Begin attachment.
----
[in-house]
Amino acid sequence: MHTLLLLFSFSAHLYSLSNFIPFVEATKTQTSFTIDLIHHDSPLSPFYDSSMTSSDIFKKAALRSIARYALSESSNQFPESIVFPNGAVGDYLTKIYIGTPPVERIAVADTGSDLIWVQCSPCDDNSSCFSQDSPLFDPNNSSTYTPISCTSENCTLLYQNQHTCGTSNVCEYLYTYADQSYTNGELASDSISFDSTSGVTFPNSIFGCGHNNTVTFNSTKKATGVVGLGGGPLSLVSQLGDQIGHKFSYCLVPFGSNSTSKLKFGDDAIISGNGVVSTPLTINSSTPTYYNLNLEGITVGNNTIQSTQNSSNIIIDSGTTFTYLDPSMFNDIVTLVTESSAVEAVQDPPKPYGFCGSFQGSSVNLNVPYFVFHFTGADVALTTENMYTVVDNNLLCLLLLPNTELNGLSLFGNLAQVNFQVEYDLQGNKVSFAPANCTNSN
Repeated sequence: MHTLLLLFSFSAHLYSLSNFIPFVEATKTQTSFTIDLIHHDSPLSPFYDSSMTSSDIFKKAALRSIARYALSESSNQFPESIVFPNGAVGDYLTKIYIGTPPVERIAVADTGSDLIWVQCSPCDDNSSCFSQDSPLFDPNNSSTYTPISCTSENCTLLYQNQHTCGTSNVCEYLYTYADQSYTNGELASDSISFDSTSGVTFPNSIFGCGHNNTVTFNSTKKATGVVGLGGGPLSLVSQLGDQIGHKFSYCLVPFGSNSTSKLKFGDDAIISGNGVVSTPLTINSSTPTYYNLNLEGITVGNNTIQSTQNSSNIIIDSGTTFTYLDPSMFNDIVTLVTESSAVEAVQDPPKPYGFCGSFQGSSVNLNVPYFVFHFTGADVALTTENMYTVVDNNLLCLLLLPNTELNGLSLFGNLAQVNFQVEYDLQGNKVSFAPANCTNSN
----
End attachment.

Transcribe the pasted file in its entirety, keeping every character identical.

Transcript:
[in-house]
Amino acid sequence: MHTLLLLFSFSAHLYSLSNFIPFVEATKTQTSFTIDLIHHDSPLSPFYDSSMTSSDIFKKAALRSIARYALSESSNQFPESIVFPNGAVGDYLTKIYIGTPPVERIAVADTGSDLIWVQCSPCDDNSSCFSQDSPLFDPNNSSTYTPISCTSENCTLLYQNQHTCGTSNVCEYLYTYADQSYTNGELASDSISFDSTSGVTFPNSIFGCGHNNTVTFNSTKKATGVVGLGGGPLSLVSQLGDQIGHKFSYCLVPFGSNSTSKLKFGDDAIISGNGVVSTPLTINSSTPTYYNLNLEGITVGNNTIQSTQNSSNIIIDSGTTFTYLDPSMFNDIVTLVTESSAVEAVQDPPKPYGFCGSFQGSSVNLNVPYFVFHFTGADVALTTENMYTVVDNNLLCLLLLPNTELNGLSLFGNLAQVNFQVEYDLQGNKVSFAPANCTNSN
Repeated sequence: MHTLLLLFSFSAHLYSLSNFIPFVEATKTQTSFTIDLIHHDSPLSPFYDSSMTSSDIFKKAALRSIARYALSESSNQFPESIVFPNGAVGDYLTKIYIGTPPVERIAVADTGSDLIWVQCSPCDDNSSCFSQDSPLFDPNNSSTYTPISCTSENCTLLYQNQHTCGTSNVCEYLYTYADQSYTNGELASDSISFDSTSGVTFPNSIFGCGHNNTVTFNSTKKATGVVGLGGGPLSLVSQLGDQIGHKFSYCLVPFGSNSTSKLKFGDDAIISGNGVVSTPLTINSSTPTYYNLNLEGITVGNNTIQSTQNSSNIIIDSGTTFTYLDPSMFNDIVTLVTESSAVEAVQDPPKPYGFCGSFQGSSVNLNVPYFVFHFTGADVALTTENMYTVVDNNLLCLLLLPNTELNGLSLFGNLAQVNFQVEYDLQGNKVSFAPANCTNSN